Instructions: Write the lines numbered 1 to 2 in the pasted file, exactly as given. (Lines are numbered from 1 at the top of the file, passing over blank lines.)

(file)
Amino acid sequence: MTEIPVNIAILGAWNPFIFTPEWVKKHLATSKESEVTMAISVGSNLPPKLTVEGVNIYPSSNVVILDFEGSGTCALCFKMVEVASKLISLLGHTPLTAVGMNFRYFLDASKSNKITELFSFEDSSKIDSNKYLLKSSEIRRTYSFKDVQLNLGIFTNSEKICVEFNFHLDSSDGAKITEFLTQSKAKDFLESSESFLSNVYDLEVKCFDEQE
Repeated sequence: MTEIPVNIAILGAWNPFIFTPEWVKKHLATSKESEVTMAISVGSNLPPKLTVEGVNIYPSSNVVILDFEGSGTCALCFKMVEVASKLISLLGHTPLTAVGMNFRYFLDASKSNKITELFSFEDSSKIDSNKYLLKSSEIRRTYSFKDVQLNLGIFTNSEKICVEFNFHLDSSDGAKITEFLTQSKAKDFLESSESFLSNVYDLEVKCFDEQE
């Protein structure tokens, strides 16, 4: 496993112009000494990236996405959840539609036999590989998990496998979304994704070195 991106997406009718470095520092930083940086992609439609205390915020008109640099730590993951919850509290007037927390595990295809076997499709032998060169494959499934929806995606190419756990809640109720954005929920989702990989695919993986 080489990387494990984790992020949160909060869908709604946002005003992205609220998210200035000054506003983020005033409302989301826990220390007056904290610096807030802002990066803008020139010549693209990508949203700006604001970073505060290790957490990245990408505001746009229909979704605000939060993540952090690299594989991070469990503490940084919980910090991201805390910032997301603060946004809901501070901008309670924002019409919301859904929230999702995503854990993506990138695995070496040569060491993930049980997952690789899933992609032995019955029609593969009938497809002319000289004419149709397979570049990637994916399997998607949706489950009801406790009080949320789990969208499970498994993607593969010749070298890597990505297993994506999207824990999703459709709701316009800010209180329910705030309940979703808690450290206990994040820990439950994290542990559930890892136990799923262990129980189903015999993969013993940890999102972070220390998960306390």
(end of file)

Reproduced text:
Amino acid sequence: MTEIPVNIAILGAWNPFIFTPEWVKKHLATSKESEVTMAISVGSNLPPKLTVEGVNIYPSSNVVILDFEGSGTCALCFKMVEVASKLISLLGHTPLTAVGMNFRYFLDASKSNKITELFSFEDSSKIDSNKYLLKSSEIRRTYSFKDVQLNLGIFTNSEKICVEFNFHLDSSDGAKITEFLTQSKAKDFLESSESFLSNVYDLEVKCFDEQE
Repeated sequence: MTEIPVNIAILGAWNPFIFTPEWVKKHLATSKESEVTMAISVGSNLPPKLTVEGVNIYPSSNVVILDFEGSGTCALCFKMVEVASKLISLLGHTPLTAVGMNFRYFLDASKSNKITELFSFEDSSKIDSNKYLLKSSEIRRTYSFKDVQLNLGIFTNSEKICVEFNFHLDSSDGAKITEFLTQSKAKDFLESSESFLSNVYDLEVKCFDEQE